The best place to get a broad perspective of the city and its immediate surroundings is atop Seattle’s most famous building, the Space Needle. Built in 1962, standing at almost 185 metres tall and presiding over the city centre for more than half a century, the structure’s flying saucer-shaped observation decks offer visitors Seattle’s only 360-degree indoor and outdoor panoramic vistas of downtown, picturesque Queen Anne neighbourhood, Mount Rainier, the Puget Sound and the Cascade and Olympic mountain ranges. Following a recent USD 100 million top-to-bottom renovation there is no better time than now to visit the Space Needle and enjoy the inimitable views it offers. (

What is remarkable about the city’s skyline is how quickly it is changing. Seattle is one of the fastest growing major metropolitan hubs in the United States. New buildings are popping up everywhere, many of which are architecturally noteworthy. Looking down through the rotating glass floor of the Space Needle’s lower observation deck, South Lake Union is a neighbourhood that barely existed five years ago. When Seattle was founded in 1851, it was the backwater of a backwater town. Today, South Lake Union is not only at the city’s geographical center but also pivotal to the exploding knowledge economy and biotech industry which are transforming Seattle.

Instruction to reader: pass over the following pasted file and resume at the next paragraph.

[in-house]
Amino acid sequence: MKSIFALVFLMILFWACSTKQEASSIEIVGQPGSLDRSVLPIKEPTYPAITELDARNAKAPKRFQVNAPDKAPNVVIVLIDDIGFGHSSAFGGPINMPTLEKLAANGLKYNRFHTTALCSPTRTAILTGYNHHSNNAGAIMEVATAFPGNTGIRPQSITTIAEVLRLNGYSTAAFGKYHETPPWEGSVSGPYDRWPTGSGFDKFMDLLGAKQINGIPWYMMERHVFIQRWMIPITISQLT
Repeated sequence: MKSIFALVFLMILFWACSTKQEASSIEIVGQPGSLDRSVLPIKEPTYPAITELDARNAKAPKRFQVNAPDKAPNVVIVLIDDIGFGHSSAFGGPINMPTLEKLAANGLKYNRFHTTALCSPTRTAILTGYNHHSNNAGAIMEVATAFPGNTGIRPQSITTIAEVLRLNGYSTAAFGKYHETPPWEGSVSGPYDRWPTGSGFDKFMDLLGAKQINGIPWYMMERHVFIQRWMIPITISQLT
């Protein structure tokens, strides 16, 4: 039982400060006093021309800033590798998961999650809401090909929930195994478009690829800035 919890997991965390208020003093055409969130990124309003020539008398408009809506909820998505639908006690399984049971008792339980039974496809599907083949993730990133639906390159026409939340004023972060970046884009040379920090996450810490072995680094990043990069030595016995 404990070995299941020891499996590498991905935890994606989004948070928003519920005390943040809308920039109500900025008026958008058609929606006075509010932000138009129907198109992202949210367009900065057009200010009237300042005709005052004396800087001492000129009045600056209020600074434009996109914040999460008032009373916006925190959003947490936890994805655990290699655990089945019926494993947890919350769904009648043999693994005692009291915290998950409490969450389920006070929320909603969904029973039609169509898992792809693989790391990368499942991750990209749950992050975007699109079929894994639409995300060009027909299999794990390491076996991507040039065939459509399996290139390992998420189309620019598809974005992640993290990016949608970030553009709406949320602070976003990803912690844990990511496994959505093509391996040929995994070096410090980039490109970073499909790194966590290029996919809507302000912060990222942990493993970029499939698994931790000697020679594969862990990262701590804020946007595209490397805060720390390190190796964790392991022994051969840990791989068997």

In the middle of South Lake Union are The Spheres, which form a dramatic part of Amazon’s sprawling USD 4 billion Seattle headquarters. Open for public tours by appointment only and casually sitting in the middle of the city looking like they’ve landed from another world, this trio of massive glass domes serves as a space for Amazon employees to work and collaborate with their colleagues while relaxing among flora and fauna from every corner of the planet. Containing more than 25,000 plants of 200 different species, The Spheres’ four-storey living wall is in itself a sight to behold. (